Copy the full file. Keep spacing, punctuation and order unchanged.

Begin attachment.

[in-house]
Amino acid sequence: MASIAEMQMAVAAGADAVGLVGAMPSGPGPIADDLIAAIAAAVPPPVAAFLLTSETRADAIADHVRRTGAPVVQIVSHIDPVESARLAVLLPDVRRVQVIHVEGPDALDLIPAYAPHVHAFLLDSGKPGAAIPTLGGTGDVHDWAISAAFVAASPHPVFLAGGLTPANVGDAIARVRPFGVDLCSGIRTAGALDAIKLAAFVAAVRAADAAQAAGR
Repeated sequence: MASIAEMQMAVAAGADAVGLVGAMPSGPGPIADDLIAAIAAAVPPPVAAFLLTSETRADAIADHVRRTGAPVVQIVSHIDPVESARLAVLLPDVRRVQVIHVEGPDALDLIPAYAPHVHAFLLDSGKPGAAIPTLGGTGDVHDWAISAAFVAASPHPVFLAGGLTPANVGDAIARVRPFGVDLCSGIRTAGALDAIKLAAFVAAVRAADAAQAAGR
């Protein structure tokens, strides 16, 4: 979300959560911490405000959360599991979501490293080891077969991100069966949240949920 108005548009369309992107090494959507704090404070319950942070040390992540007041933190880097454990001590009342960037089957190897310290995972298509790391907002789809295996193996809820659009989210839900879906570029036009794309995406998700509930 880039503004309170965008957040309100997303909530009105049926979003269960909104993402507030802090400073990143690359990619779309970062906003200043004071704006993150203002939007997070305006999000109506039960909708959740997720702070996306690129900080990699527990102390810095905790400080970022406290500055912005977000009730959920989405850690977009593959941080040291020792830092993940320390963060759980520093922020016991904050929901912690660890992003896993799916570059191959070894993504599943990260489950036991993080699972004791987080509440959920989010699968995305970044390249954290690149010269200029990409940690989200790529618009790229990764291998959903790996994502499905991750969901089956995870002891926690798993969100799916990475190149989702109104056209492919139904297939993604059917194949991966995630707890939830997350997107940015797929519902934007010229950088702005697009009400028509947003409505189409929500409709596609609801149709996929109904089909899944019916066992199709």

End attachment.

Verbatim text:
[in-house]
Amino acid sequence: MASIAEMQMAVAAGADAVGLVGAMPSGPGPIADDLIAAIAAAVPPPVAAFLLTSETRADAIADHVRRTGAPVVQIVSHIDPVESARLAVLLPDVRRVQVIHVEGPDALDLIPAYAPHVHAFLLDSGKPGAAIPTLGGTGDVHDWAISAAFVAASPHPVFLAGGLTPANVGDAIARVRPFGVDLCSGIRTAGALDAIKLAAFVAAVRAADAAQAAGR
Repeated sequence: MASIAEMQMAVAAGADAVGLVGAMPSGPGPIADDLIAAIAAAVPPPVAAFLLTSETRADAIADHVRRTGAPVVQIVSHIDPVESARLAVLLPDVRRVQVIHVEGPDALDLIPAYAPHVHAFLLDSGKPGAAIPTLGGTGDVHDWAISAAFVAASPHPVFLAGGLTPANVGDAIARVRPFGVDLCSGIRTAGALDAIKLAAFVAAVRAADAAQAAGR
């Protein structure tokens, strides 16, 4: 979300959560911490405000959360599991979501490293080891077969991100069966949240949920 108005548009369309992107090494959507704090404070319950942070040390992540007041933190880097454990001590009342960037089957190897310290995972298509790391907002789809295996193996809820659009989210839900879906570029036009794309995406998700509930 880039503004309170965008957040309100997303909530009105049926979003269960909104993402507030802090400073990143690359990619779309970062906003200043004071704006993150203002939007997070305006999000109506039960909708959740997720702070996306690129900080990699527990102390810095905790400080970022406290500055912005977000009730959920989405850690977009593959941080040291020792830092993940320390963060759980520093922020016991904050929901912690660890992003896993799916570059191959070894993504599943990260489950036991993080699972004791987080509440959920989010699968995305970044390249954290690149010269200029990409940690989200790529618009790229990764291998959903790996994502499905991750969901089956995870002891926690798993969100799916990475190149989702109104056209492919139904297939993604059917194949991966995630707890939830997350997107940015797929519902934007010229950088702005697009009400028509947003409505189409929500409709596609609801149709996929109904089909899944019916066992199709």